4 Answers 4

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In view of the final step, $3n^2+3n+6\equiv 0\mod 6$ is equivalent to $3n^2+3n\equiv 0\mod 6$, i.e.,

$3(n^2+n)\equiv 0\mod 6$.

So it is sufficient to show that

$2\mid n^2+n$.

But $n^2+n = n(n+1)$ is a product of consecutive integers and one of which will be even. Thus $n^2+n$ is a multiple of $2$ and hence $3(n^2+n)$ is a multiple of $6$, as required.

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    $\begingroup$ So you also agree that my induction is right, and only the part you mention is missing? :) $\endgroup$
    – Lin Shao
    Mar 11, 2021 at 12:47
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Your friends are right. You need to explain why the last equivalent equation is an identity, meaning it solves for any integer n greater than zero.

To do that you show that $3n^2+3n+6$ is divisible both by 2 and 3. Divisibility by 3 is obvious since the expression is a multiple of 3. You show that by rewriting the expression into $3(n^2+n+2)$ Divisibility by 2 results from observing that the product $n(n+1)$ of two consecutive numbers is always an even number: $n^2+n+2=n(n+1)+2=2k\cdot(2k\pm1) +2=2[k(2k\pm1)]$

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  • $\begingroup$ Thanks! But just for the fun of it, out of 12 points in total, how many would you give me for my solution? xP $\endgroup$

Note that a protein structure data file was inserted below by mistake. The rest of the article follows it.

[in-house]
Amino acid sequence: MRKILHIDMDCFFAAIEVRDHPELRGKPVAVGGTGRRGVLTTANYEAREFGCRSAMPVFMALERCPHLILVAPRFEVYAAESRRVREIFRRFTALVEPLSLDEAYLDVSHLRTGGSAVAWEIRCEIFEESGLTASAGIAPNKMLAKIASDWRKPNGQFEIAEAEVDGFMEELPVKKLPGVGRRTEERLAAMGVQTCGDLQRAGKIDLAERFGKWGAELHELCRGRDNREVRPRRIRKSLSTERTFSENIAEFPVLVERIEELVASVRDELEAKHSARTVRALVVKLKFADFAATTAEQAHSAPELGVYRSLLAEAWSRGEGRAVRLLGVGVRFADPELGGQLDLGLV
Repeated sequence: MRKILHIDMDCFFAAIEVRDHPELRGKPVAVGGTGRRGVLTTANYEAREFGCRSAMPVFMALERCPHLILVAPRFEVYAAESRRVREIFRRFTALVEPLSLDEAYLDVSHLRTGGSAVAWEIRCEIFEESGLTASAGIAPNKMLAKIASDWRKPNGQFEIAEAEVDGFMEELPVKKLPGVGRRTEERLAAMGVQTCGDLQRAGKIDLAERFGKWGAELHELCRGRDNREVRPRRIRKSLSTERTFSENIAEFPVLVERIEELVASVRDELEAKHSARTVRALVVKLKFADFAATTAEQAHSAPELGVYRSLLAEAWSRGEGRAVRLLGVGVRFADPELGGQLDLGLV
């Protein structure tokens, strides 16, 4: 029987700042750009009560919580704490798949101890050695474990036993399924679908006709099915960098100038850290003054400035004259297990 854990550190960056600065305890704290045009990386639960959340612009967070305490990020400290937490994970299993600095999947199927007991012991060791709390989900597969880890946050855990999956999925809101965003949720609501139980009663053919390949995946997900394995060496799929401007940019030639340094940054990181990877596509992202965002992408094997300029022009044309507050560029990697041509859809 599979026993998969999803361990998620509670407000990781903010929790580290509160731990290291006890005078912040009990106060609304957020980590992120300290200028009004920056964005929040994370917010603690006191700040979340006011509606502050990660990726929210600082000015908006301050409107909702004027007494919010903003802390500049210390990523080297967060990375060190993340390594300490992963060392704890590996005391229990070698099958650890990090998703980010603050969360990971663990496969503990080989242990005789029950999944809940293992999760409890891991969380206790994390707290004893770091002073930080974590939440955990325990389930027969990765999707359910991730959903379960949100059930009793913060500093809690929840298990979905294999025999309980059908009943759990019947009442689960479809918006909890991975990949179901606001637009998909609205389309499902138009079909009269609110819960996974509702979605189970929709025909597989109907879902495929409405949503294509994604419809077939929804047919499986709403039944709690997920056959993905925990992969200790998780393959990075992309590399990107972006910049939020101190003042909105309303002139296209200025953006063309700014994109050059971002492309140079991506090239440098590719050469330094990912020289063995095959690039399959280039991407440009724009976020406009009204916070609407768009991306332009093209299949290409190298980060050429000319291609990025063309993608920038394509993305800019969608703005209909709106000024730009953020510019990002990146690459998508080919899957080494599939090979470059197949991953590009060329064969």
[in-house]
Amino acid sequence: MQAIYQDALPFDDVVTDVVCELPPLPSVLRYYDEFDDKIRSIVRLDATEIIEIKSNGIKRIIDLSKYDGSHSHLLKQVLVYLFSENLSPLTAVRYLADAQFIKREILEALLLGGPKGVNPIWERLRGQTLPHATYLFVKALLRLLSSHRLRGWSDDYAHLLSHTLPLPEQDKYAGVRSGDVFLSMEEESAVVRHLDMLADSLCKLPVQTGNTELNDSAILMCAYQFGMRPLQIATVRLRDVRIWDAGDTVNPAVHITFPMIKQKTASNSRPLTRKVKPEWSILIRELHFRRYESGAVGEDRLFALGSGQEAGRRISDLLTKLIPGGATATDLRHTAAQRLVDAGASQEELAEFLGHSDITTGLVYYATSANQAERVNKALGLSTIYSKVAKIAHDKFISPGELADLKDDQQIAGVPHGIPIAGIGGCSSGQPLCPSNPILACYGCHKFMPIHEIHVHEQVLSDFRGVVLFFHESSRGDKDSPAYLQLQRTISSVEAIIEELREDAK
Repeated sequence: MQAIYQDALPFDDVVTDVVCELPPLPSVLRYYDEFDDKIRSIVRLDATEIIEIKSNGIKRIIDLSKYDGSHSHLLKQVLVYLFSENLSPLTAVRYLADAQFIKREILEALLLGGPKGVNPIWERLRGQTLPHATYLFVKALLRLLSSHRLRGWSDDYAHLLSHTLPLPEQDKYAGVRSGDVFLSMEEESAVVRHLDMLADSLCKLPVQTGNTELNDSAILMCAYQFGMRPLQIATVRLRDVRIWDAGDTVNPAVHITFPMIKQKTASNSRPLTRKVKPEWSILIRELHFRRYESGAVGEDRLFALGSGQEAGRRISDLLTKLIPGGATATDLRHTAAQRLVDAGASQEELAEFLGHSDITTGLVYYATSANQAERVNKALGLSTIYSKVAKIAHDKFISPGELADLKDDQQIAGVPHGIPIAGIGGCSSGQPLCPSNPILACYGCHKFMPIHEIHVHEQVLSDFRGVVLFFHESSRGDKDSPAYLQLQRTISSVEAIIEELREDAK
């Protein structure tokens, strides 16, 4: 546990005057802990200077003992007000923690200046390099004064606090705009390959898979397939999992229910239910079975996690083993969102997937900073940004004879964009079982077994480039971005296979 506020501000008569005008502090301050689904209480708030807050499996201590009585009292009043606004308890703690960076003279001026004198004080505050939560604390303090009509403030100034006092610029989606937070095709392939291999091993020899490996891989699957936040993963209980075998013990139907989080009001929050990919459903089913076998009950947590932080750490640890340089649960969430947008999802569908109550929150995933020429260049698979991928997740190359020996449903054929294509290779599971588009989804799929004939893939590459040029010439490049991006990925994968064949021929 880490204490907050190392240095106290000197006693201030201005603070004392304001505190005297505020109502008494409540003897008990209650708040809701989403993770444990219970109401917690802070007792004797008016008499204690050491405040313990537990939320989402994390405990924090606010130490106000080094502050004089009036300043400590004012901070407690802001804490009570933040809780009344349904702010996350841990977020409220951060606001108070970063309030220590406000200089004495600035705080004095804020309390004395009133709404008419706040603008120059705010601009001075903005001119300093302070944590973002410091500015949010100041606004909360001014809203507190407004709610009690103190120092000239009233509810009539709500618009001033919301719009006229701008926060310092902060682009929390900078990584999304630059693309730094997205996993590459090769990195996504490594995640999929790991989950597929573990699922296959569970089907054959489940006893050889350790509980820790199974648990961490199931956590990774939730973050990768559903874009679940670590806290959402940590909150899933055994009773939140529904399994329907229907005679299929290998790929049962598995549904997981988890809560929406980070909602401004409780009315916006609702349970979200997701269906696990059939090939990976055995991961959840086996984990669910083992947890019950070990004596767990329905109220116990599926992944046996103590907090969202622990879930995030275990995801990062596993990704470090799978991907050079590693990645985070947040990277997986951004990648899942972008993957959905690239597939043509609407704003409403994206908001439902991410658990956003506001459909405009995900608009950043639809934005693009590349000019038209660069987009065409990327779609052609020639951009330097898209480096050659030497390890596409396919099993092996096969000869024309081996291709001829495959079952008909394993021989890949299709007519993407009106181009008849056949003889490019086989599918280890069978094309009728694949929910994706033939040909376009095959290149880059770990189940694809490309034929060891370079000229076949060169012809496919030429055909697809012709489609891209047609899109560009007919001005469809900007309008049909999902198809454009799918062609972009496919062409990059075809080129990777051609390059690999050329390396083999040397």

– Lin Shao
    Mar 11, 2021 at 13:02
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    $\begingroup$ Is arguable since you failed to finish to prove p(n)->p(n+1). I guess you could loose 1 or 2p depending on how you presented the induction method. p(1) true and p(n)->p(n+1) then p(n) true for n>0. Depends on the teacher. $\endgroup$
    – WindSoul
    Mar 11, 2021 at 13:10
  • $\begingroup$ yeyyyyy! that is enough excitement for me :D $\endgroup$
    – Lin Shao
    Mar 11, 2021 at 13:11
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This is correct, but as your friends said, not proving the last line may cause some loss of points. To prove this, it's not very "long" or something. Just show that $$3n^2+3n+6\equiv 0\ (\textrm{mod}\ 2)$$ Since it is trivial that it is $0\ \textrm{mod}\ 3$, the statement follows.

Hope this helps. Ask anything if not clear :)

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  • $\begingroup$ Thanks so much to you too!! $\endgroup$
    – Lin Shao
    Mar 11, 2021 at 12:48
  • $\begingroup$ Thanks @LinShao, but one more thing: accept either my or the other answer here just to ensure that this is answered. $\endgroup$ Mar 11, 2021 at 12:50
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Since your final step implies $3\mid 3n^2-3n$, it suffices to show $2\mid n^2-n$ for any $n$, which can be seen as trivial. That was all you missed in my opinion.

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    $\begingroup$ Thanks for also giving me hope :) After all I'm not a total idiot in math, it seems xD $\endgroup$
    – Lin Shao
    Mar 11, 2021 at 13:36